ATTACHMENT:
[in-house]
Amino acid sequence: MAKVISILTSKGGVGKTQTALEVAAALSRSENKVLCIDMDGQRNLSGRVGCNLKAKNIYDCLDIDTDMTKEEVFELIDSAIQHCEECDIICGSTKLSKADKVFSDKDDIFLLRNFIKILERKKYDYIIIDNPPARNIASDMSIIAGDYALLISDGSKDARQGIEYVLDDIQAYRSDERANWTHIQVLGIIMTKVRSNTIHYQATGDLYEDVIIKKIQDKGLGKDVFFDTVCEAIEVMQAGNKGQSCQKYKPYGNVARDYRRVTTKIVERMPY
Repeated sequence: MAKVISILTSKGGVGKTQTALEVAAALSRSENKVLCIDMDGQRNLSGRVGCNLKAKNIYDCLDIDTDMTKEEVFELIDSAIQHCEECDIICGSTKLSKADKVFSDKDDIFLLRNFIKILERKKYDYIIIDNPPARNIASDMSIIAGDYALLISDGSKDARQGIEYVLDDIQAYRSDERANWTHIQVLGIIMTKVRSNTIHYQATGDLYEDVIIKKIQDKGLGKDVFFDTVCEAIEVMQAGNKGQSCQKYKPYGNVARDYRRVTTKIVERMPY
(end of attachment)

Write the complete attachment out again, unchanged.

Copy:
[in-house]
Amino acid sequence: MAKVISILTSKGGVGKTQTALEVAAALSRSENKVLCIDMDGQRNLSGRVGCNLKAKNIYDCLDIDTDMTKEEVFELIDSAIQHCEECDIICGSTKLSKADKVFSDKDDIFLLRNFIKILERKKYDYIIIDNPPARNIASDMSIIAGDYALLISDGSKDARQGIEYVLDDIQAYRSDERANWTHIQVLGIIMTKVRSNTIHYQATGDLYEDVIIKKIQDKGLGKDVFFDTVCEAIEVMQAGNKGQSCQKYKPYGNVARDYRRVTTKIVERMPY
Repeated sequence: MAKVISILTSKGGVGKTQTALEVAAALSRSENKVLCIDMDGQRNLSGRVGCNLKAKNIYDCLDIDTDMTKEEVFELIDSAIQHCEECDIICGSTKLSKADKVFSDKDDIFLLRNFIKILERKKYDYIIIDNPPARNIASDMSIIAGDYALLISDGSKDARQGIEYVLDDIQAYRSDERANWTHIQVLGIIMTKVRSNTIHYQATGDLYEDVIIKKIQDKGLGKDVFFDTVCEAIEVMQAGNKGQSCQKYKPYGNVARDYRRVTTKIVERMPY